For those of us who are fortunate enough to be able to walk, it's basic, right? Something we learn before our memories are formed. Like eating, chewing, talking. But just like eating, chewing and talking, there are ways to do it … and there are ways not to do it. Eat too fast, chew too little, and you will probably finish your food partially undigested and much sooner than you'd like. Talk too much, too little, or say the wrong thing, and you most likely will be a situation where you wish you could have taken it back or said more.
My most recent visit to the Golden Door Spa in Escondido, Calif. (if you're a tad jealous, I can't say I blame you; the place is very special!) brought me face-to-face with Carolyn Scott Kortge (pronounced core-chi), who was there enchanting the group with her popular mindful walking program, "Healing Walks—Healthy Paths."
Carolyn proves that not only is it possible to find and embrace something new in midlife, but that walking is a way to reach far beyond its obvious fitness advantages into its deeper meaning for life. Her philosophy is this: Every walk can be meaningful; a time for quiet reflection or a time for healing. It's more than just putting one foot in front of the other. It's an opportunity to reach inside yourself, get in touch with nature, lift your spirits or even speed recovery from an illness or setback.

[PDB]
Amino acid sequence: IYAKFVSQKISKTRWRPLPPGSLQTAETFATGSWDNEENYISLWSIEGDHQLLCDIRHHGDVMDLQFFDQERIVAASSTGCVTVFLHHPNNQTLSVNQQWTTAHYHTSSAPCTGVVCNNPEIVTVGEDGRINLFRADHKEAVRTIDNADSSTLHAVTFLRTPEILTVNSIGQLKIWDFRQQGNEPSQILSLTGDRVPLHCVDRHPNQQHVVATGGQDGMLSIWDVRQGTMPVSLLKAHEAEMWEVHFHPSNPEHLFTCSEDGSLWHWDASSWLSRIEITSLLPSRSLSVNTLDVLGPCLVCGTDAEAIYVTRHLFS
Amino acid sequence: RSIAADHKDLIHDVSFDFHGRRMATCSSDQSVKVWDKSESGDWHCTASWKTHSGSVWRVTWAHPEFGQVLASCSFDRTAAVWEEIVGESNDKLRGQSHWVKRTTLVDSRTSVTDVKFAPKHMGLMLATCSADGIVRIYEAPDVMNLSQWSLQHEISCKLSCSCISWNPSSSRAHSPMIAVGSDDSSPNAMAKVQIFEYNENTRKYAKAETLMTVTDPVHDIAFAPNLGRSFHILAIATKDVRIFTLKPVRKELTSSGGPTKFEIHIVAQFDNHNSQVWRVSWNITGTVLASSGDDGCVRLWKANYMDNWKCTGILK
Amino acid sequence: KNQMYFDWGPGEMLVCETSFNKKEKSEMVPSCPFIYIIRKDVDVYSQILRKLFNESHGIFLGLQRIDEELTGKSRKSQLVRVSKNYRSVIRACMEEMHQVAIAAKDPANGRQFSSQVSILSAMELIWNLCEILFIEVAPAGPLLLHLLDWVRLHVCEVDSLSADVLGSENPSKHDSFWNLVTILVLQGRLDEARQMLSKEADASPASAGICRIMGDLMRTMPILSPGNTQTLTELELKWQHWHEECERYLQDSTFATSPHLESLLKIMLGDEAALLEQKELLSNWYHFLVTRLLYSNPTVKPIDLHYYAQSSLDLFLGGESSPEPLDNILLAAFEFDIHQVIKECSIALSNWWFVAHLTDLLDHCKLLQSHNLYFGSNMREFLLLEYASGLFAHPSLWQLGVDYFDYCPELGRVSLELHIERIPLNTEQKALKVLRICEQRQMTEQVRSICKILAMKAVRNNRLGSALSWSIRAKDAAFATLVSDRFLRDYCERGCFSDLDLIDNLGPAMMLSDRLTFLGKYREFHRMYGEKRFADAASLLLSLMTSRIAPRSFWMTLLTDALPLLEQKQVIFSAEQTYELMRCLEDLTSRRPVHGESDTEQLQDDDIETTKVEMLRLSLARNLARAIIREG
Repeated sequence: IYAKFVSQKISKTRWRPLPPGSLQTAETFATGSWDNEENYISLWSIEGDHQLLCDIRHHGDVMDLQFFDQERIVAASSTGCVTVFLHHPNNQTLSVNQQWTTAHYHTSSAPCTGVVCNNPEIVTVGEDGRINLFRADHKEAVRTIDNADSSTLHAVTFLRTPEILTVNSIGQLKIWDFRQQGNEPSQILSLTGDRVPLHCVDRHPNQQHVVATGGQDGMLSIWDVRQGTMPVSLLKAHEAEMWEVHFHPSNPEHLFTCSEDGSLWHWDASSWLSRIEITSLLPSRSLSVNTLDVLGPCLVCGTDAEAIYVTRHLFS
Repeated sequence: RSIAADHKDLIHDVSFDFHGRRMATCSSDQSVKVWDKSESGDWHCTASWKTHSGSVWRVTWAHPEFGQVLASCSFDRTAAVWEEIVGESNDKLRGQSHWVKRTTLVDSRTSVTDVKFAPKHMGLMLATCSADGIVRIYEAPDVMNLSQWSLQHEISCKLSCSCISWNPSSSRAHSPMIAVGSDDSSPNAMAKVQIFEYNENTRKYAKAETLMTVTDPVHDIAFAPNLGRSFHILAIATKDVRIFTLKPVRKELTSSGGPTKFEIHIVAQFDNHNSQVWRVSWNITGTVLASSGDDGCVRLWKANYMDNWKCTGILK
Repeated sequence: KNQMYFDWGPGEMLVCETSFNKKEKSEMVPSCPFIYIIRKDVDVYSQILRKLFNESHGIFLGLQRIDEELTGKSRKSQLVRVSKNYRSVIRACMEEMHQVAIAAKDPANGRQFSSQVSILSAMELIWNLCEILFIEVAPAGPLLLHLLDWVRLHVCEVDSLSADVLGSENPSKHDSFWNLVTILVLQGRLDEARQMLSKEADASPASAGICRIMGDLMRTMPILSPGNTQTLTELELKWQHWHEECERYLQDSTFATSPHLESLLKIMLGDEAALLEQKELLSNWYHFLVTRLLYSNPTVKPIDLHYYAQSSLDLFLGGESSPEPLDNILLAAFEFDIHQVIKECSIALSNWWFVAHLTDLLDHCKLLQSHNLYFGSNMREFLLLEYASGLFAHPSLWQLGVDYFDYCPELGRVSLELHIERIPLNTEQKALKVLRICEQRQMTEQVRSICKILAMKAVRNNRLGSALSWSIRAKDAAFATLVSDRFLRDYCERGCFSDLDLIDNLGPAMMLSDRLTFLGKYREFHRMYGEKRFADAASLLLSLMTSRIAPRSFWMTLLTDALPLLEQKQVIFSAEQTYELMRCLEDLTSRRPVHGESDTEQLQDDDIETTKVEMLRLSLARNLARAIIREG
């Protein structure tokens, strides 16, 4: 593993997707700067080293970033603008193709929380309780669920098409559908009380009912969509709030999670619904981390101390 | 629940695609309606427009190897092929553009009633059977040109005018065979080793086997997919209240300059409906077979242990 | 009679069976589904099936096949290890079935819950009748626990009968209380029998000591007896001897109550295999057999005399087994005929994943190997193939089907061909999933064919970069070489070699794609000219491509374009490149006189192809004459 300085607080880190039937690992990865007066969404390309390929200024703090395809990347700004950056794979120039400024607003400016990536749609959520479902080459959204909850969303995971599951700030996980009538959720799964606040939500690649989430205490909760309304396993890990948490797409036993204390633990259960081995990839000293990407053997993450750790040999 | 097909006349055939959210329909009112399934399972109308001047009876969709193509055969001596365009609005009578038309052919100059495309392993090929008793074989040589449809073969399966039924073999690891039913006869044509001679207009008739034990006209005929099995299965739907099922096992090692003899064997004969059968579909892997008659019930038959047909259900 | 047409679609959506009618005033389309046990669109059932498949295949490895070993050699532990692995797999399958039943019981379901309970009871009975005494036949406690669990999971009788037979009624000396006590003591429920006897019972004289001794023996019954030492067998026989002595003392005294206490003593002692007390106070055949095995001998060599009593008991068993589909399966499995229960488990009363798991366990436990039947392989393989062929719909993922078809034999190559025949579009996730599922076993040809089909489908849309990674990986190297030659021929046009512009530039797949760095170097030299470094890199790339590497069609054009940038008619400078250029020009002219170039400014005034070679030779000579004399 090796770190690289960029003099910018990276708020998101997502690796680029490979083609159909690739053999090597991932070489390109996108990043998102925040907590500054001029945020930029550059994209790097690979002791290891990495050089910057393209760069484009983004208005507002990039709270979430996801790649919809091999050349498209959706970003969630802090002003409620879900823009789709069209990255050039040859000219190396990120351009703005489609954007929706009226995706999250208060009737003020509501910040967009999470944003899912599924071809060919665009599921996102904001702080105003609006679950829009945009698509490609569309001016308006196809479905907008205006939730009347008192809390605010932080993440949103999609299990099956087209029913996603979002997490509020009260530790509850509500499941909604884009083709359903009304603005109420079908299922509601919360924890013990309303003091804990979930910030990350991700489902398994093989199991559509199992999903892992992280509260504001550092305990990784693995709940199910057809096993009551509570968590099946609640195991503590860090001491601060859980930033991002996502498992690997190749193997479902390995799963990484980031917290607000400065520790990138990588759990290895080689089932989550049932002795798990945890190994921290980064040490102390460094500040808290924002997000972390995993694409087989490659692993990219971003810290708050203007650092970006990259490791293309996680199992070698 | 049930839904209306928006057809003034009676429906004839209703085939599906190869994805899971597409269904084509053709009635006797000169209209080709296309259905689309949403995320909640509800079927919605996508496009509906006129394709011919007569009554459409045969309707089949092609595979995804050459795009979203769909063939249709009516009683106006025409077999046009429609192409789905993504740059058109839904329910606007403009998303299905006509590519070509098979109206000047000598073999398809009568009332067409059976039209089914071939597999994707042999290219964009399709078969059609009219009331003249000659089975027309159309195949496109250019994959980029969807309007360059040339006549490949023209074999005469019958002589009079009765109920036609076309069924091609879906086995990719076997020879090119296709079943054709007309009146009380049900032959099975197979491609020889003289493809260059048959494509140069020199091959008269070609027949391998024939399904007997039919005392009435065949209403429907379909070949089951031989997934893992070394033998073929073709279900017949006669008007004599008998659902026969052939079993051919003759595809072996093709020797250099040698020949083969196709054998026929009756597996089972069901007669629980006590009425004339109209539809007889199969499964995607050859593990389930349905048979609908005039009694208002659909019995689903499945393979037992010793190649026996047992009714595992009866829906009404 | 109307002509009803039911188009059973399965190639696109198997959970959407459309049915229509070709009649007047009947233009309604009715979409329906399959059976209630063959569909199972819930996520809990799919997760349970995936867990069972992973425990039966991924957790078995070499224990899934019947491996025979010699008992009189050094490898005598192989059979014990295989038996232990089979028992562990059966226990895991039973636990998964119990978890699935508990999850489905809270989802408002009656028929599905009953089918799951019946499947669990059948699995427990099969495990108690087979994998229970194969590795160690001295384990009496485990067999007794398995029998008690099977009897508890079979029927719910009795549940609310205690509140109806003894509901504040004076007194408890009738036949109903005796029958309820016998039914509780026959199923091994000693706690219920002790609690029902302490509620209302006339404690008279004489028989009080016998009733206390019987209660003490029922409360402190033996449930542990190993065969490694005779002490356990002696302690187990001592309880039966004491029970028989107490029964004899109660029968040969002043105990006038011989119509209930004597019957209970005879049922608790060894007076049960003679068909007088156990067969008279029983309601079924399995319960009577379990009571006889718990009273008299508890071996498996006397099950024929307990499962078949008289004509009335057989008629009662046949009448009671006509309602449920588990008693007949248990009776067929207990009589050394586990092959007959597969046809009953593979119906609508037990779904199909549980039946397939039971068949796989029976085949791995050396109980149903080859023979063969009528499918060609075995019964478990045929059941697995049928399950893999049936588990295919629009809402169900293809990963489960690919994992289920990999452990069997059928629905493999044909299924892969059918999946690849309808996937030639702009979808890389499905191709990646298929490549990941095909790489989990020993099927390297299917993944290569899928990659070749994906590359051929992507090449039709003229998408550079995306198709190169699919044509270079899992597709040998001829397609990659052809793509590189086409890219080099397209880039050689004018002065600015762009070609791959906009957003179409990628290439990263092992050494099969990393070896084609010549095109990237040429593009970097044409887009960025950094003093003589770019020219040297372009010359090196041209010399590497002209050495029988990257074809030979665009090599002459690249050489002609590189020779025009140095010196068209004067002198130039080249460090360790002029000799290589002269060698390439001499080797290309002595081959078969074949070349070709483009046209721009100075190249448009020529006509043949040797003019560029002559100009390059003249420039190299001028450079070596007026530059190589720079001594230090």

I was fascinated with the circumstances that brought Carolyn from journalist to professional athlete and then back again to document it all in her two books, The Spirited Walkerand Healing Walks for Hard Times.
Q. You started a sport pretty late in life, when you were in your 40s. I find that both commendable and brave, since you were a self-proclaimed klutz. What inspired you?
A. While working as a journalist in Eugene, Ore., in 1989, I wrote about the preparations for the World Veterans Track Meet, which was being held in Eugene that year for masters' level athletes (over 35!) from around the world. Watching women train in my age group (40s and up)—strong, lean and competitive—triggered my own competitive spirit. In a year, I was on the starting line for my first track meet. My first meet didn't garner any medals or records, but it sealed my fascination with a new challenge—learning to work with my own body and incorporate my brain and spirit. I competed for five years, winning bronze and silver medals in national competition in USA Track and Field Associations National Masters' Championship meets.